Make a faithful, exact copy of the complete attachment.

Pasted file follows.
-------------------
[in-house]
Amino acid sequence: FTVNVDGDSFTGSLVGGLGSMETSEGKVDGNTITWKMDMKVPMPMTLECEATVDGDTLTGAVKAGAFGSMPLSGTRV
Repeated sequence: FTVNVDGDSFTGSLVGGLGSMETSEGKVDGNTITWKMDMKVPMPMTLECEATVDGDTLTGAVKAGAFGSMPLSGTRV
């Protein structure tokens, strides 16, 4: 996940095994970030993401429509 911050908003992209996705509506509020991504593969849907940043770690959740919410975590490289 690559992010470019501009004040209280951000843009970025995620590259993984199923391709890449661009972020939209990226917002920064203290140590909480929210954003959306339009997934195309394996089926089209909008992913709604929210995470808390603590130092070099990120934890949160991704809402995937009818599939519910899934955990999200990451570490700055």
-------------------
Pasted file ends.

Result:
[in-house]
Amino acid sequence: FTVNVDGDSFTGSLVGGLGSMETSEGKVDGNTITWKMDMKVPMPMTLECEATVDGDTLTGAVKAGAFGSMPLSGTRV
Repeated sequence: FTVNVDGDSFTGSLVGGLGSMETSEGKVDGNTITWKMDMKVPMPMTLECEATVDGDTLTGAVKAGAFGSMPLSGTRV
């Protein structure tokens, strides 16, 4: 996940095994970030993401429509 911050908003992209996705509506509020991504593969849907940043770690959740919410975590490289 690559992010470019501009004040209280951000843009970025995620590259993984199923391709890449661009972020939209990226917002920064203290140590909480929210954003959306339009997934195309394996089926089209909008992913709604929210995470808390603590130092070099990120934890949160991704809402995937009818599939519910899934955990999200990451570490700055």